Earlier this year the bank’s Chief Executive Antony Jenkins promised that Barclays was “changing” following a number of scandals that have damaged the bank’s image, including allegations of corporate tax avoidance using tax havens.
ActionAid’s report Time to Clean Up – How Barclays promotes the use of tax havens in Africa, shows that in September this year Barclays increased the number of tax havens it is promoting, to include the key African tax haven of Mauritius.
Toby Quantrill, Tax Justice Adviser, ActionAid said:
“Every year developing countries lose billions of dollars of vitally needed revenue because of tax avoidance by big companies using tax havens.
“When countries lose tax they lose money that could otherwise be used to build schools, hospitals and transport links, and help countries become less dependent on aid.
“ActionAid is calling on Barclays to stop promoting the use of tax havens to big businesses operating in Africa. What Barclays is doing – while perfectly legal – is morally wrong”.
Barclays promotes Mauritius as the “offshore financial centre of choice for India and the Sub-Saharan region”.
Mauritius has a very low effective corporate tax rate and its network of tax treaties with other African countries means that large companies can use it as a location to avoid tax.
ActionAid is demanding that Barclays honours its commitment to change and close its Offshore Corporate department, which it uses to promote tax havens to big businesses in Africa.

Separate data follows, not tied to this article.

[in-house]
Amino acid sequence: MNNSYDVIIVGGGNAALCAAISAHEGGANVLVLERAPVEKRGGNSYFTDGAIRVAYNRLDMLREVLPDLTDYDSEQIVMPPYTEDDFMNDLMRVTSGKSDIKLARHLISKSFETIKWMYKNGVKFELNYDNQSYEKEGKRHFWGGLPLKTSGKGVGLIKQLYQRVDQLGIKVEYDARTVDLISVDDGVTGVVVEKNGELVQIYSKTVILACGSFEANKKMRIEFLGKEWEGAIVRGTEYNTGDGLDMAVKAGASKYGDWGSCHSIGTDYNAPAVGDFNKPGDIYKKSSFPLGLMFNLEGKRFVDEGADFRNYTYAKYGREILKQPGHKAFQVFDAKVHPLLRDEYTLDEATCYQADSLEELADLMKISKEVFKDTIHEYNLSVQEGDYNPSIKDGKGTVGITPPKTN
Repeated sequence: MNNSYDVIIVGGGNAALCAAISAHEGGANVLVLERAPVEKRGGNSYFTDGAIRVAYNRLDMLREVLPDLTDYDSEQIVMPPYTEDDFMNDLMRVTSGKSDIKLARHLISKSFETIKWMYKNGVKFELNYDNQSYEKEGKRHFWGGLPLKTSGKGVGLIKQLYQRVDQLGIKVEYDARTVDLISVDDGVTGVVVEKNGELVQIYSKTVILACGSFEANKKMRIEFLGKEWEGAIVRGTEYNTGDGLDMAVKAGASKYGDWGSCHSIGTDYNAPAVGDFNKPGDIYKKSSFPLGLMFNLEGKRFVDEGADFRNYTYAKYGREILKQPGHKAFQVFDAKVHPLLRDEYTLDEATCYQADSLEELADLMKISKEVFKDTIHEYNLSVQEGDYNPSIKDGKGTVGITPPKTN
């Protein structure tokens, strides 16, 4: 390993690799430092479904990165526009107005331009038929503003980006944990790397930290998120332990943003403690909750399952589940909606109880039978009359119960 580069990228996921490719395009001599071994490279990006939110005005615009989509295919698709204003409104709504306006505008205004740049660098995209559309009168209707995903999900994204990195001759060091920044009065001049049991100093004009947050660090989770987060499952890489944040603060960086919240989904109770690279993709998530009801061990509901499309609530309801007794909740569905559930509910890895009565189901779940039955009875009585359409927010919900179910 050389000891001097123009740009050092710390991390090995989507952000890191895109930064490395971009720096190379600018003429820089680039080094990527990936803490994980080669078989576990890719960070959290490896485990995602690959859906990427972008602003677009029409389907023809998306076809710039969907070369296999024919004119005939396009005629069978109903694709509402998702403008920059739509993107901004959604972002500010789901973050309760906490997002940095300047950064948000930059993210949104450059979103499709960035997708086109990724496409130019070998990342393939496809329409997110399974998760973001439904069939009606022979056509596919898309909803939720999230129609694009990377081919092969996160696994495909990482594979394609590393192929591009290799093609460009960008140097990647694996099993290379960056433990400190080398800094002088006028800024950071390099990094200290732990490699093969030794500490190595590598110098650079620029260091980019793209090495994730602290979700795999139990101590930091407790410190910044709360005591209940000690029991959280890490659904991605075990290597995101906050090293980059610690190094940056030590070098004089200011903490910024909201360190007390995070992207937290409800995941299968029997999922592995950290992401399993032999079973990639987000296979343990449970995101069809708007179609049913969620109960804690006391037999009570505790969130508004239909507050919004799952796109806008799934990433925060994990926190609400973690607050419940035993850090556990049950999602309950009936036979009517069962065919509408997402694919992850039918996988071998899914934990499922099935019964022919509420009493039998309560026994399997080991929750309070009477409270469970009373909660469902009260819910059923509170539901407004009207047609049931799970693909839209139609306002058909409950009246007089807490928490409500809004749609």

Barclays is one of the biggest banks in the world and is the largest retail bank in Africa, where it makes ten percent of its profits.
Tax avoidance and the kind of practices that are frequently used in tax havens have been strongly condemned by former UN Secretary General Kofi Annan who stated that it was “unconscionable” that companies were aggressively avoiding tax “while millions of Africans go without adequate nutrition, health and education.”
Developing countries lose between US$120 and US$160 billion a year in revenue as a result of money hidden in tax havens – more money than they receive in aid.
Pamela Chisanga, Country Director of ActionAid in Zambia said:
“Tax revenue is vital to help economies grow in developing countries like Zambia.
"But as long as major companies like Barclays promote tax havens, there will always be businesses who avoid tax.
"We are asking Barclays to do better than that. We want them to show that when they say they are changing – they actually mean it”.